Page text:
I then came across the work of Phillippa Lally, a health psychology researcher at University College London She and her research team decided to figure out just how long it takes to form a habit. In a study published in the European Journal of Social Psychology, they found that it took between 18 and 254 days.  “With repetition of a behaviour in a consistent context, (my emphasis – GC) automaticity increases….”

From James Clear: “In other words, if you want to set your expectations appropriately, the truth is that it will probably take you anywhere from two months to eight months to build a new behaviour into your life — not 21 days.”

To change the habit of brushing your teeth using your left hand to using your right hand most probably (I am guessing) will not take a very long time (for one thing, the context is consistent).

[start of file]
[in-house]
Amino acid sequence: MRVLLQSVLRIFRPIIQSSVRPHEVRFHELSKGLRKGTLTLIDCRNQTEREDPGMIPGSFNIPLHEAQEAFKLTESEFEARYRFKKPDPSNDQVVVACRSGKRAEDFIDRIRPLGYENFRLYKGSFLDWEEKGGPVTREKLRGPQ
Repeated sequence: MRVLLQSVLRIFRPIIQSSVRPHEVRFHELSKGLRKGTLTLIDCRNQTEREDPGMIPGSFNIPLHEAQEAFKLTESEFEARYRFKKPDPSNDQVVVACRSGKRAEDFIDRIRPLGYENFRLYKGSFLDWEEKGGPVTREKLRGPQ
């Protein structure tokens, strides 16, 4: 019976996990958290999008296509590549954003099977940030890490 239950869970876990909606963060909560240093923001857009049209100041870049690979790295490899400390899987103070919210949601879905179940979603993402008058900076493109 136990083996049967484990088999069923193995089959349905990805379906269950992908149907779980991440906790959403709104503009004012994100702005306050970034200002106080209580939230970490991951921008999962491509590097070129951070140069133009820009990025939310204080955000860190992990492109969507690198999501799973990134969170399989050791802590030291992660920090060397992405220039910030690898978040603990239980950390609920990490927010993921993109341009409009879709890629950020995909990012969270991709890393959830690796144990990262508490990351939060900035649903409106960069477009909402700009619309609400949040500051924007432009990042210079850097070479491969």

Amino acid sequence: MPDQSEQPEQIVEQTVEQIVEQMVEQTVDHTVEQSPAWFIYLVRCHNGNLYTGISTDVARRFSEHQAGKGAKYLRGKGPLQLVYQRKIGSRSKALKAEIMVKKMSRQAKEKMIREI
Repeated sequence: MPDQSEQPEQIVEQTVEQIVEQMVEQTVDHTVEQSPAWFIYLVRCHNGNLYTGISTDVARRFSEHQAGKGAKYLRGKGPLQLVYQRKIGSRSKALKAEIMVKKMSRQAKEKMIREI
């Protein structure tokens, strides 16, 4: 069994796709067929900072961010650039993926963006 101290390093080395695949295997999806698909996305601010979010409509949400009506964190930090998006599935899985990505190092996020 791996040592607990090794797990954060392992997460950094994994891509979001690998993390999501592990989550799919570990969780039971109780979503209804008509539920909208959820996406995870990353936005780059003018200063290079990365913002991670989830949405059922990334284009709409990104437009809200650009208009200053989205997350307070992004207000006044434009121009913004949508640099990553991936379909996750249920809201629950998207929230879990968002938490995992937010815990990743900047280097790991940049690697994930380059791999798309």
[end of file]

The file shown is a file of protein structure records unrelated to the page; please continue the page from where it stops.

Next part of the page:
But to implement (after attending a learning event like my Outlook Productivity workshop) a new working habit in a fast-changing, inconsistent office context can take much longer.   Why?  Is the prime cause maybe the “inconsistent context” into which one is immersed “back at the office”?   If so, how does one create a consistent context?

One cannot always control your context, but here is my “tip of the week”: To the extent that it is possible, keep your context consistent.  Create a “rhythm calendar” for doing certain things at certain times.  This can mean to go to gym every day at 5am, have lunch at 1pm, take a ling weekend with tree nights away every quarter…